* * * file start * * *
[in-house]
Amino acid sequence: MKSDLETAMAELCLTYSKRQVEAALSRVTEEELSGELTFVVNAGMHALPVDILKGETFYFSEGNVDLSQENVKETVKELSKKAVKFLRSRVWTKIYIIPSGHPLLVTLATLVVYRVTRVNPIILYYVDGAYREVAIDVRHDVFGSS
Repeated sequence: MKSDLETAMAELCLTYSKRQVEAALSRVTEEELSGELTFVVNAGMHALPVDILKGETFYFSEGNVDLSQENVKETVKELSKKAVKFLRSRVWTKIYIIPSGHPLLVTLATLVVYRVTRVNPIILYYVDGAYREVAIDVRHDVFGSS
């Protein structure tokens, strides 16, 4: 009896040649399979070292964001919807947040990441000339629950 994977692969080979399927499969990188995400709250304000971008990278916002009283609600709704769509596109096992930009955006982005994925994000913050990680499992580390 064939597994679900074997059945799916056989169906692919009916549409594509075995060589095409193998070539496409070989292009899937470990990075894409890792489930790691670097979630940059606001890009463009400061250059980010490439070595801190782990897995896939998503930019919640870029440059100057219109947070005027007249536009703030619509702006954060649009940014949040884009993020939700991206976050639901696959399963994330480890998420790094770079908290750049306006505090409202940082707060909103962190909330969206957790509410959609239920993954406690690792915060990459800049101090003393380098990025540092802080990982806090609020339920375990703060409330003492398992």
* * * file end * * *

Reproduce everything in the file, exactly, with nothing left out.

[in-house]
Amino acid sequence: MKSDLETAMAELCLTYSKRQVEAALSRVTEEELSGELTFVVNAGMHALPVDILKGETFYFSEGNVDLSQENVKETVKELSKKAVKFLRSRVWTKIYIIPSGHPLLVTLATLVVYRVTRVNPIILYYVDGAYREVAIDVRHDVFGSS
Repeated sequence: MKSDLETAMAELCLTYSKRQVEAALSRVTEEELSGELTFVVNAGMHALPVDILKGETFYFSEGNVDLSQENVKETVKELSKKAVKFLRSRVWTKIYIIPSGHPLLVTLATLVVYRVTRVNPIILYYVDGAYREVAIDVRHDVFGSS
């Protein structure tokens, strides 16, 4: 009896040649399979070292964001919807947040990441000339629950 994977692969080979399927499969990188995400709250304000971008990278916002009283609600709704769509596109096992930009955006982005994925994000913050990680499992580390 064939597994679900074997059945799916056989169906692919009916549409594509075995060589095409193998070539496409070989292009899937470990990075894409890792489930790691670097979630940059606001890009463009400061250059980010490439070595801190782990897995896939998503930019919640870029440059100057219109947070005027007249536009703030619509702006954060649009940014949040884009993020939700991206976050639901696959399963994330480890998420790094770079908290750049306006505090409202940082707060909103962190909330969206957790509410959609239920993954406690690792915060990459800049101090003393380098990025540092802080990982806090609020339920375990703060409330003492398992």